From Aug. 8 to Aug. 30, the Norman Police Department has responded to 55 “loud party” calls, according to NPD logs. Officers were dispatched to a “loud party” report at a Greek organization’s house twice in one week, according to the logs. On Aug. 21 and Aug. 27, NPD responded to calls at the Kappa Sigma fraternity house.
However, Gracie Clayton, another student in Panhellenic, said the blame isn’t solely on Greek houses, adding that OU Greek life organizations were put in a difficult situation by the OU Panhellenic Association.
Although recruitment was moved “completely virtual” ths year after unsanctioned gatherings which broke COVID-19 protocols, students already in Greek houses were told to come back to campus to do training and prepare for recruitment prior to the switch; not giving them a chance to have fully virtual recruitment before the organization moved everything online, according to Clayton. Members were told to meet in person for recruitment and certain positions had to be in person for the majority of recruitment.
“Because of Panhellenic, Greek life has been put in an impossible situation. I think it was irresponsible of Panhellenic to make recruitment happen in the fall,” Clayton said. “I blame Panhellenic for letting rush happen — even though it was virtual, it wasn’t virtual for those already in sororities. OU should be held responsible for letting these things happen.”
Clayton also said it was irresponsible of the university to put too much trust in students to adhere to its COVID-19 protocols for an in-person semester.
“It’s extremely frustrating but at the same time I’m not surprised; OU is also at fault for even having in-person classes,” Clayton said. “Obviously people should be responsible enough to not have parties, and in theory they wouldn’t, but we can’t trust everyone with that.”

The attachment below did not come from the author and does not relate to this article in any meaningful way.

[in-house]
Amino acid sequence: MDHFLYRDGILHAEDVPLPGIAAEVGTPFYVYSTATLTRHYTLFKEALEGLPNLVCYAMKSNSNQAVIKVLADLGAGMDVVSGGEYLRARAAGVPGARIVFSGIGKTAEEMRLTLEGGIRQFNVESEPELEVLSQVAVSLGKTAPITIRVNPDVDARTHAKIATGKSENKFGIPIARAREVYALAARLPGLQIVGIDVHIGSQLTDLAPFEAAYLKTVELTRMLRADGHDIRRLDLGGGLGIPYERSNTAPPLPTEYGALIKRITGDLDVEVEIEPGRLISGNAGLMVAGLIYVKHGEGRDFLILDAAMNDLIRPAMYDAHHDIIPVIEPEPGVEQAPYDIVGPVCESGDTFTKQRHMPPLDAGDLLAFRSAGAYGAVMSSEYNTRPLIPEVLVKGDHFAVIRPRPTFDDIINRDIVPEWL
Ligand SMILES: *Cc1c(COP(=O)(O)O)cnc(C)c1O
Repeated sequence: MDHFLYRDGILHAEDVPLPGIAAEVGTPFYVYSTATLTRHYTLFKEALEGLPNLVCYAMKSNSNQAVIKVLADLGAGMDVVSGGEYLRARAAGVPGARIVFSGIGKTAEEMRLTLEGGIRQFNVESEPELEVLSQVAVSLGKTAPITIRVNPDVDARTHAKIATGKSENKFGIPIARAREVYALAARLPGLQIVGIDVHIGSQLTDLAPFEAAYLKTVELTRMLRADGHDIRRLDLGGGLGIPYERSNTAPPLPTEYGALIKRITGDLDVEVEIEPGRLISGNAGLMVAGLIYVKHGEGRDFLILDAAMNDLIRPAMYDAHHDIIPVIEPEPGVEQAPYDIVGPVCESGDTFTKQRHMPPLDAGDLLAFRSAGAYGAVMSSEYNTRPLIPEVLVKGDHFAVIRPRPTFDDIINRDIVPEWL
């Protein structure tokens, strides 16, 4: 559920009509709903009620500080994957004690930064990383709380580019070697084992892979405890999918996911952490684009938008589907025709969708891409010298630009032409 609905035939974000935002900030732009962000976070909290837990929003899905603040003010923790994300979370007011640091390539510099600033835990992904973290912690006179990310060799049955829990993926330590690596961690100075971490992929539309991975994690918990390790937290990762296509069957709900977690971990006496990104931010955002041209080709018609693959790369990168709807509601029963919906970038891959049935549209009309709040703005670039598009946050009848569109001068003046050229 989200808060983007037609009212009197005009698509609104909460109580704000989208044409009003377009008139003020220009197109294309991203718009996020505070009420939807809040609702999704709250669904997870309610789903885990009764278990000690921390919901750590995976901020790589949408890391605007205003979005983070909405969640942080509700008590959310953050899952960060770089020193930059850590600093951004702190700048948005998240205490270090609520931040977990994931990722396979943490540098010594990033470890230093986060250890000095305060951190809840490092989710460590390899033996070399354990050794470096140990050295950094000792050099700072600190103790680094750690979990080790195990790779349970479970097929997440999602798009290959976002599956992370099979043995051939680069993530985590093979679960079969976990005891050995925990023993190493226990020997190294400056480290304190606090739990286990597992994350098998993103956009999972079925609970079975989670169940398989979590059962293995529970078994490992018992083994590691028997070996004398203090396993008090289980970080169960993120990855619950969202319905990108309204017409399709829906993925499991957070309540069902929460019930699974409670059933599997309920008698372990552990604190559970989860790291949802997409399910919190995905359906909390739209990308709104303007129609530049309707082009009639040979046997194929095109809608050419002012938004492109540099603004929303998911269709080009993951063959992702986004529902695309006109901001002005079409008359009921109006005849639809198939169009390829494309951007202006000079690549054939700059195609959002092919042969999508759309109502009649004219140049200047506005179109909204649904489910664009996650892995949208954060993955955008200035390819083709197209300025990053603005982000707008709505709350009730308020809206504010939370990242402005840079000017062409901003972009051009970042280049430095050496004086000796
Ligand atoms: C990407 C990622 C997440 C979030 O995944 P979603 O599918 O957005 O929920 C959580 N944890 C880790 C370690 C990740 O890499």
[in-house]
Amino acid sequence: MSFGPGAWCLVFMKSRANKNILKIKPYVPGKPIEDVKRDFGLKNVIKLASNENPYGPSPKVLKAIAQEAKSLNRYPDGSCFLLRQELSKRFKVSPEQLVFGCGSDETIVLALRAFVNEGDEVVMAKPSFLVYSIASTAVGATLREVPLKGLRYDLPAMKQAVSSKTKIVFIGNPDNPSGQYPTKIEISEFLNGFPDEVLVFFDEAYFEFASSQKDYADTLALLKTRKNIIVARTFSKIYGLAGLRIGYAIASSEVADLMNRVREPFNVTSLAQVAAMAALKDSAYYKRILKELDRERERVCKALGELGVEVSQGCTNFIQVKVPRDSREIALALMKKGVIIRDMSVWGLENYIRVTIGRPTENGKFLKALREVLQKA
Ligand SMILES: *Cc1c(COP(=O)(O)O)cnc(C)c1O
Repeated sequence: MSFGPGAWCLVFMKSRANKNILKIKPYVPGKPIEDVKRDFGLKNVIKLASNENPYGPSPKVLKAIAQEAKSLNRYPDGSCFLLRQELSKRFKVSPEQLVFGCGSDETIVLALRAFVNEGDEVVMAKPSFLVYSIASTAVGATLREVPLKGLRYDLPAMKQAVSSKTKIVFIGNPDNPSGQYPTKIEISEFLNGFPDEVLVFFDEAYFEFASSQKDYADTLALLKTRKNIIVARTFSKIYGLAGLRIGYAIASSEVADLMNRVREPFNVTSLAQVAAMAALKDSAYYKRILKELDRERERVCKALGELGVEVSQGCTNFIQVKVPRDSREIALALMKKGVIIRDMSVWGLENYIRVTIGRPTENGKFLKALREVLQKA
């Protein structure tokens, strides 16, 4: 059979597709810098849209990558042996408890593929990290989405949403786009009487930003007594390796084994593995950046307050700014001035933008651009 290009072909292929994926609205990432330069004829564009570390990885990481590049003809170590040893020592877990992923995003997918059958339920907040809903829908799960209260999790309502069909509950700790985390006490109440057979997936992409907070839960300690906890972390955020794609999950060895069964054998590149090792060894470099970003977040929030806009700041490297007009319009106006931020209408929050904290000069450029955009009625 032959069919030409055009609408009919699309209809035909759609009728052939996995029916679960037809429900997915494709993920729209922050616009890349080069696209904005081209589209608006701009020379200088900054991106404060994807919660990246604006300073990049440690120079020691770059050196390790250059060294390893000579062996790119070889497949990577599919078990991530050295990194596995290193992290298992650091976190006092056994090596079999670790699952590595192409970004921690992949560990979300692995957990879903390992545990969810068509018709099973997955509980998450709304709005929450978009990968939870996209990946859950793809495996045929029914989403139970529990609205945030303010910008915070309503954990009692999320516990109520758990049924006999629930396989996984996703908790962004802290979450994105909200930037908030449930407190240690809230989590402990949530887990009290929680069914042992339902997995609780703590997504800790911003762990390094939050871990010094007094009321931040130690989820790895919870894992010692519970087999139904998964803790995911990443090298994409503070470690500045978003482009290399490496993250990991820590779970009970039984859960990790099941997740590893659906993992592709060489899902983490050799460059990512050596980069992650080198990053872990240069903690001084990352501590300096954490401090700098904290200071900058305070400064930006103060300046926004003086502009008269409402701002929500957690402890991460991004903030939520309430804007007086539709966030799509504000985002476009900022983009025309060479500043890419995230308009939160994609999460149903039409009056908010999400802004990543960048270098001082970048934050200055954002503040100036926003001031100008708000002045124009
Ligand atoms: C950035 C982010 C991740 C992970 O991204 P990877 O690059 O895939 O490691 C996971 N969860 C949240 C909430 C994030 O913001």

Nguyen said the administration has advised Greek life organizations but cannot exercise significant control over how the houses handle COVID-19 protocols, as Greek houses are “privately owned, off-campus residences.”
Nguyen also mentioned the protocols for sanctioned Greek events, which include a consultation with a member of the Student Affairs team two weeks before the event. Those who break these protocols will possibly face “educational sanctions” for breaking the university code.
“Educational sanctions can range from written warning to expulsion from the institution; or anything in between that can best help facilitate learning for the student,” Nguyen said.
However, some students involved in Panhellenic believe there should be significant consequences on the organizational level for having any unsanctioned event in person, including parties.
“I would hope that there would be serious consequences,” Clayton said. “To suspend (Greek life) would be the wise thing to do. I would be upset if when inevitably they have to send everyone (home), they don’t mention the role Greek life had.”
Since other universities have begun shifting back to online, several media outlets like the New York Times have covered the ties between campus closure and Greek life. These students said they believe OU should have learned from the errors of other universities.
“When you look at outbreaks at different schools, it all comes back to Greek life,” Hannah Erickson, a student involved in Panhellenic, said. “We should’ve learned from their mistakes. Greek life already has a bad (reputation),and I think doing this is just hurting them more than benefiting them.”
Erickson said she thinks Greek organizations have not allowed members to speak to the media in an effort to maintain their image and avoid public scrutiny.
“I think they just want one story where they can control the narrative,” Erickson said. “I think it’s just so they don’t look bad.”